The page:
To feature a Facebook for Business Page in your Likes Pages section, click the more icon (three dots) under the Page’s cover photo, then click Like as Your Page. If you have more than one Facebook Business Page, choose which one you want to use to Like the other business, then click Submit.

Review your settings

Your Facebook Page settings allow you to get into some pretty fine details about who can administer the page, where the page is visible, words banned from the page, and so on. You can also see how fans are interacting with your Page, including who has favorited it, and so much more.

Think of the Settings tab as your behind-the-scenes console for every adjustable parameter available to you. Take a few minutes to go through each setting and make sure that it’s optimized for how you want to manage the Page and how you want your audience to interact with you.

To access your settings, just click Settings at the top right of your Facebook Page.

It’s important to check your settings regularly, as your preferences and requirements may change as your business—and social following—grows.

Learn from Page Insights

The more information you have about your audience, the more content you can create to satisfy their needs. Facebook’s Page Insights makes it easy to gather data about how your fans are interacting with your Page and the content you share.

Insights gives you information about your Page’s overall performance, including data on audience demographics and engagement. You can see metrics on your posts so you can understand how many people you’re reaching. You’ll also see how many comments and reactions are gained from specific posts—data that helps you plan future content.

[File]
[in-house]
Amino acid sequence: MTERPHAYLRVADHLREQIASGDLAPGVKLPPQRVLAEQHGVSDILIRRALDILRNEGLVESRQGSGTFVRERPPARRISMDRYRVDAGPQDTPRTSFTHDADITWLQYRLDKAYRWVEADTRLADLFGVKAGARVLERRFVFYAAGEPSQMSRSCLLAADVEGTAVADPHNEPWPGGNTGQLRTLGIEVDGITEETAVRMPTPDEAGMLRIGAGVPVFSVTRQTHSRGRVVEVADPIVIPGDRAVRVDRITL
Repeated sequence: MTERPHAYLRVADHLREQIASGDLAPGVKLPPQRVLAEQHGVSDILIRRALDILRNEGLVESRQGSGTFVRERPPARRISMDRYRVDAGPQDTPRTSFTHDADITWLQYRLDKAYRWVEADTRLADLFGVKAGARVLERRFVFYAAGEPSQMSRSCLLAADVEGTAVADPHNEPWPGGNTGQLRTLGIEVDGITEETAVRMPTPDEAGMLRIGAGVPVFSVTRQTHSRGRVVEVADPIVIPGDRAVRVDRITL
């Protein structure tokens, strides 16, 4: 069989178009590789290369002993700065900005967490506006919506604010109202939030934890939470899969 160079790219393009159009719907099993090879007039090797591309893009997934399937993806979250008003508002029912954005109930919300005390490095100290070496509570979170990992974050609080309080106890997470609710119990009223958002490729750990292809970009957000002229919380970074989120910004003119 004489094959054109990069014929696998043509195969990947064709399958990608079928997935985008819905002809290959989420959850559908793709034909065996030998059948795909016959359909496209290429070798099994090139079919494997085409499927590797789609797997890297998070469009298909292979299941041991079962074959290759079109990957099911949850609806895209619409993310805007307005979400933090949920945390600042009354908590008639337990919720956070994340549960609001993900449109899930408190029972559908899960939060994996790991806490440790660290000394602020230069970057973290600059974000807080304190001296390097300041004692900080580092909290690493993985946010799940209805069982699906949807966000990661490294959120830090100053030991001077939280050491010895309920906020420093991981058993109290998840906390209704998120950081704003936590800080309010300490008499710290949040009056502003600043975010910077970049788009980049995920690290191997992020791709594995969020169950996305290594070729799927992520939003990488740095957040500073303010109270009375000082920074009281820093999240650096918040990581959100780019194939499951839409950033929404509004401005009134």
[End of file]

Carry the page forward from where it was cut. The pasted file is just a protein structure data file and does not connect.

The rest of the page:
A key feature of Insights is the ability to see how many people have clicked on your call-to-action button, website, phone number, and address. This data is divided by demographics such as age, gender, country, city, and device, making it easier for you to tailor future content to your audience.

Link to your Facebook Page from other web pages

Backlinks help boost the credibility of your Facebook Business Page and may help improve your search engine ranking.

Simply link to your brand’s Facebook Page wherever you can. Include a link at the bottom of your blog posts and where appropriate on your website. Encourage other companies and bloggers to do the same whenever possible, such as when sharing content or mentioning your business.

Get verified

The coveted verification badge shows visitors to your Facebook Page that you’re legit—so they can be confident they’re dealing directly with your brand and not with an imposter or fan page.

How to Create a Facebook Business Page

How to Create a Facebook Business Page

In 8 Easy Steps

You know by now that you need a Facebook Business Page.

You’ve seen the statistics. You know that Facebook’s more than two billion monthly active users make it an impossible platform for any business to ignore.

The fact is being on Facebook makes it easier for people to discover and interact with your brand online.

So, let’s dive into how to create a Facebook Business Page. Follow these steps and you’ll have your Page up and running by end of day.

How to set up a Facebook Page for your business

Step 1: Sign up

Go to facebook.com/business and click Create a Page from the dropdown in the top right hand corner (Create an Ad is likely the default value). You’ll be greeted with a couple business type options. Select the type of business you’re creating the Facebook Page for. If your business type falls into more than one of the category options, choose the one your customers are most likely to think of when they think about your business.

facebook options